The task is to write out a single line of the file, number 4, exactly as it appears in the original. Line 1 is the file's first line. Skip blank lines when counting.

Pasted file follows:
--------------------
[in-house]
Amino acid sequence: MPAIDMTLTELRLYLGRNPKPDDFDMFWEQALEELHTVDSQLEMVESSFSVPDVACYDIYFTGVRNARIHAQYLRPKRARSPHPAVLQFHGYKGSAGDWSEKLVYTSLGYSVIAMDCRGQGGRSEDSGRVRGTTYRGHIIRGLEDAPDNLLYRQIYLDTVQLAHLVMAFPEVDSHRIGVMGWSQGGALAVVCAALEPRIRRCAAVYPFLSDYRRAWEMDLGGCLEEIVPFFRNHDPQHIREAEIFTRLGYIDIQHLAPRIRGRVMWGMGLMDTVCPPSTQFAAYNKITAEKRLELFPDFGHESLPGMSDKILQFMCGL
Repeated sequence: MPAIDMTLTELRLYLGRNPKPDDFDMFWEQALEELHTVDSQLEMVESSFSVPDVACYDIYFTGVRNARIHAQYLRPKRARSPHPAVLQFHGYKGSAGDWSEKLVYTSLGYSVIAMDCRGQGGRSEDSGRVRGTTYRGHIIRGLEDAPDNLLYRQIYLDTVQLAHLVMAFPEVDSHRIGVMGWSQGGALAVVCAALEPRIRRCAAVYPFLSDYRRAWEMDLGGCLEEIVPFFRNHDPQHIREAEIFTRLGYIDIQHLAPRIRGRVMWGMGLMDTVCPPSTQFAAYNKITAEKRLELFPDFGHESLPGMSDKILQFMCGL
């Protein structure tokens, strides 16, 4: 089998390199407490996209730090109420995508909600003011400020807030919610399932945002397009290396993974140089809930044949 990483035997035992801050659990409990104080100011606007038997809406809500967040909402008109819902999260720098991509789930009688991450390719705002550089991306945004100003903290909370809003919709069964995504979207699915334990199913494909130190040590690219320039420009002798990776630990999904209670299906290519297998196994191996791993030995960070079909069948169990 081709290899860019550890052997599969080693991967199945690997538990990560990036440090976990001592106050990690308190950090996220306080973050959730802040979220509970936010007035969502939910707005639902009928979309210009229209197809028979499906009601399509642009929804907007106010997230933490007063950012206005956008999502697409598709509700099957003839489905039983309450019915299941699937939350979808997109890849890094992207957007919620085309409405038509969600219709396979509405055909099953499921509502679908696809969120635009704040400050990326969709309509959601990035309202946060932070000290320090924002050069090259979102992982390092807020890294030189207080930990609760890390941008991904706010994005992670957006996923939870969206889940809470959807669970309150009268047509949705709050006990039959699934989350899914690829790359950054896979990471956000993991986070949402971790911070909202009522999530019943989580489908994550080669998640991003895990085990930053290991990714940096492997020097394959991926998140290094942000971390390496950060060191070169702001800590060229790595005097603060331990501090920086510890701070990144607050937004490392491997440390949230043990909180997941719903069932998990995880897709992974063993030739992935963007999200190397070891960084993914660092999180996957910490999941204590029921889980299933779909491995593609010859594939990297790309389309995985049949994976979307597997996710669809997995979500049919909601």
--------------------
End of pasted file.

């Protein structure tokens, strides 16, 4: 089998390199407490996209730090109420995508909600003011400020807030919610399932945002397009290396993974140089809930044949 990483035997035992801050659990409990104080100011606007038997809406809500967040909402008109819902999260720098991509789930009688991450390719705002550089991306945004100003903290909370809003919709069964995504979207699915334990199913494909130190040590690219320039420009002798990776630990999904209670299906290519297998196994191996791993030995960070079909069948169990 081709290899860019550890052997599969080693991967199945690997538990990560990036440090976990001592106050990690308190950090996220306080973050959730802040979220509970936010007035969502939910707005639902009928979309210009229209197809028979499906009601399509642009929804907007106010997230933490007063950012206005956008999502697409598709509700099957003839489905039983309450019915299941699937939350979808997109890849890094992207957007919620085309409405038509969600219709396979509405055909099953499921509502679908696809969120635009704040400050990326969709309509959601990035309202946060932070000290320090924002050069090259979102992982390092807020890294030189207080930990609760890390941008991904706010994005992670957006996923939870969206889940809470959807669970309150009268047509949705709050006990039959699934989350899914690829790359950054896979990471956000993991986070949402971790911070909202009522999530019943989580489908994550080669998640991003895990085990930053290991990714940096492997020097394959991926998140290094942000971390390496950060060191070169702001800590060229790595005097603060331990501090920086510890701070990144607050937004490392491997440390949230043990909180997941719903069932998990995880897709992974063993030739992935963007999200190397070891960084993914660092999180996957910490999941204590029921889980299933779909491995593609010859594939990297790309389309995985049949994976979307597997996710669809997995979500049919909601």